Acer palmatum 'Kotobuki'

Acer palmatum 'Orido no nishiki'
All winter long my two largest specimens of Acer palmatum 'Kotobuki' attracted attention for their colorful trunks. Other variegated cultivars are notable for variegated trunks as well – such as Acer palmatum 'Orido no nishiki' – but so far 'Kotobuki' is the most spectacular. Kotobuki is a Japanese term that translates as a “happy celebration,” and the cheerful foliage is apt for the name. My start came from Japan, via Europe – legally of course – but I don't know more about its origin, for it is not listed in the Vertrees/Gregory book nor the Masayoshi Yano book. What I do know is that one tree will vary to some degree compared to another, and I suppose that's a result of which particular shoot was used in propagation. Out of my original three starts, the largest and most vigorous was retired for lack of variegation. Unfortunately the best shoots for color produce the weakest trees, so the experienced propagator must carefully select his scionwood. “Unstable” trees like 'Kotobuki' eventually find their way to market, but certainly it does not always guarantee a worthy tree; but at its best, 'Kotobuki' is a marvel.

Acer palmatum 'Saiho'

Acer palmatum 'Saiho' is another new cultivar that I received via the same Japan-to-Europe route. “Cute” would be the best description for it, for the tiny yellow-green leaves are edged in red. It forms a dense round bush, but unfortunately it is difficult (for me) to propagate due to the short, very thin shoots. Often with these dwarves, we find them easier to produce from rooted cuttings rather than from grafting, although the former method will result in a weaker, more dwarf tree. I never charge enough for the few 'Saiho' that I do sell, for they grow at about one-fourth the rate as most other cultivars. On the other hand, I have many happy customers.

Acer palmatum 'Orangeola'

Acer palmatum 'Brocade'

Acer palmatum 'Brocade'

Acer palmatum 'Brocade'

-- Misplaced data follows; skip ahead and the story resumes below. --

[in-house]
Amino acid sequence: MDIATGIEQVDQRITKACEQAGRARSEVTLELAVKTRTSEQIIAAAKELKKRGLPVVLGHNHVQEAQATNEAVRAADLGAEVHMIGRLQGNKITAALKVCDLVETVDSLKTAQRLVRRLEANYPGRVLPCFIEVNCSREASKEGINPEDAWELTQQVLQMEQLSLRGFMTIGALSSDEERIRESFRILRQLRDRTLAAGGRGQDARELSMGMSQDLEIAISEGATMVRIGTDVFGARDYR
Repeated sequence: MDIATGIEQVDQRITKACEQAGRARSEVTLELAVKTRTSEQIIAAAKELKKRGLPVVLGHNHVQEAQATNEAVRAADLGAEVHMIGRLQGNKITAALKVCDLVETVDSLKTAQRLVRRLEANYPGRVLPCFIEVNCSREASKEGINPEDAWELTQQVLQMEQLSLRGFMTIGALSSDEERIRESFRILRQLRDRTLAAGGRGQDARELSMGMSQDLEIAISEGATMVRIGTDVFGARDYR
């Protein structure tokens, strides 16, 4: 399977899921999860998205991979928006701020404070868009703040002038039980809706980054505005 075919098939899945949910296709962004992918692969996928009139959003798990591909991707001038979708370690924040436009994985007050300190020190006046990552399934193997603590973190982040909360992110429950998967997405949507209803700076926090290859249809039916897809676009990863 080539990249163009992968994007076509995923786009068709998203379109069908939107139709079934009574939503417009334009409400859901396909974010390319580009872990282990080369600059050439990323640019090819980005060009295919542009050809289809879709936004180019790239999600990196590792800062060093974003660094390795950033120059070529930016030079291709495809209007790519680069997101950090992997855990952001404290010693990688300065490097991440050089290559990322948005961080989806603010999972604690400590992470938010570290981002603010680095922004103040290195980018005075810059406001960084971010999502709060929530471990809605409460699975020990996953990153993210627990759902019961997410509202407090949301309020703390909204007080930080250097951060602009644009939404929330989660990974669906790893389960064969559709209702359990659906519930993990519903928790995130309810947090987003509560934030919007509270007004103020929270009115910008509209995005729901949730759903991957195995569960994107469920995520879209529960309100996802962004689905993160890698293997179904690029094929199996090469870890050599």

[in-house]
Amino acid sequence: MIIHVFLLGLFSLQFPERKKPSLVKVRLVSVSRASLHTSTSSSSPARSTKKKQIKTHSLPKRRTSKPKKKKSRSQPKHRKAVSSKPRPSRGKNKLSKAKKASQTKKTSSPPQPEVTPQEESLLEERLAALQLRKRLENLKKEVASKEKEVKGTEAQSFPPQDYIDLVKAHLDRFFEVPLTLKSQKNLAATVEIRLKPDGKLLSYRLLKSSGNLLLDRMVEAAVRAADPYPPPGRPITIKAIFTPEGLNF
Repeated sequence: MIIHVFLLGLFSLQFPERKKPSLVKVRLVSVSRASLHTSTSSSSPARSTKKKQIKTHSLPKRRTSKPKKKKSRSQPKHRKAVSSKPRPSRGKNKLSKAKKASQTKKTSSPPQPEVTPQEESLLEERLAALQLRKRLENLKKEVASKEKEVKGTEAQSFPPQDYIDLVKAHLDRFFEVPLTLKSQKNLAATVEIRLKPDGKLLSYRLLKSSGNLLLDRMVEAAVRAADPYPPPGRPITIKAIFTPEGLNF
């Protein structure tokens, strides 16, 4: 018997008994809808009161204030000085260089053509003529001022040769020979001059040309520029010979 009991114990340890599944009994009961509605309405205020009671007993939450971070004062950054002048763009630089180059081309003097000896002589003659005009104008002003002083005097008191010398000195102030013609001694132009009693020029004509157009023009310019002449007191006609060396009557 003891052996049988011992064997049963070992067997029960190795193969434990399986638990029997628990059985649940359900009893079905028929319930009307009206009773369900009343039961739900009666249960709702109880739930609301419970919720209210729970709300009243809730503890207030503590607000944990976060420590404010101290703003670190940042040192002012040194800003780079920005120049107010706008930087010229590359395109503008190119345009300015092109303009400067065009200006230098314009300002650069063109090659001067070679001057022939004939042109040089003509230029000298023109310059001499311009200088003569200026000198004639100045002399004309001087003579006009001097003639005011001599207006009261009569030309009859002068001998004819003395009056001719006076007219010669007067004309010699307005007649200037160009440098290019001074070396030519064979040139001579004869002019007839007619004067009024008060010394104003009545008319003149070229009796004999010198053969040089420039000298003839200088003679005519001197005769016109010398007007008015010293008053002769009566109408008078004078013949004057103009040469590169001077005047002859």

Is that a group of Acer palmatum 'Orangeola' or Acer palmatum 'Brocade'? Well, you won't know until you see the label, for the two cultivars are identical. I grew 'Brocade' early in my career, but found that the sales appeal was far less than with other more-red cultivars such as 'Red Dragon', 'Tamuke yama' etc. In the mid-1980's, along came 'Orangeola'. It originated as a seedling – from what I don't know – in an Oregon maple-growing nursery, and they propagated a few for the heck of it. A plant broker that represented the grower saw them in the field, and asked what it was. The grower responded that it had no name, but invited the broker to give it one. Plant middle-men are an interesting group, but let's just say you wouldn't want your daughter to marry one. Anyway, he named it 'Orangeola' which I thought was a horrible name. For a few years I simply called it 'Orange', refusing to acknowledge 'Orangeola', but eventually I relented when it came time to sell a crop. According to the “rules” of nomenclature, a proposed cultivar must be sufficiently different from any other, and as I mentioned 'Orangeola' is not sufficiently different from 'Brocade'. But in our wild-west atmosphere no one follows “no stinking rules” anyway, and the market will always trump the stuffy world of nomenclatural propriety. And while I can barely sell 'Brocade', for years I have sold tons of 'Orangeola', so the huckster broker gets the last laugh.

If you google Acer you will get “the Taiwanese multinational hardware and electronics corporation specializing in advanced electronics technology, headquartered in New Taipei City.” In fact I have an Acer laptop, but which I barely use. Initially I wondered why the Acer name was upside-down, as when I would search for the side that opened the damn thing. But Seth pointed out, that when open, the letters were not upside-down when viewed by others who might be looking at my machine. The implication is that when I am hibernating at my local Starbucks with my laptop, I am constantly streaming the Acer brand. Never mind that my laptop has never left my home or office.

Acer palmatum 'Bloodgood'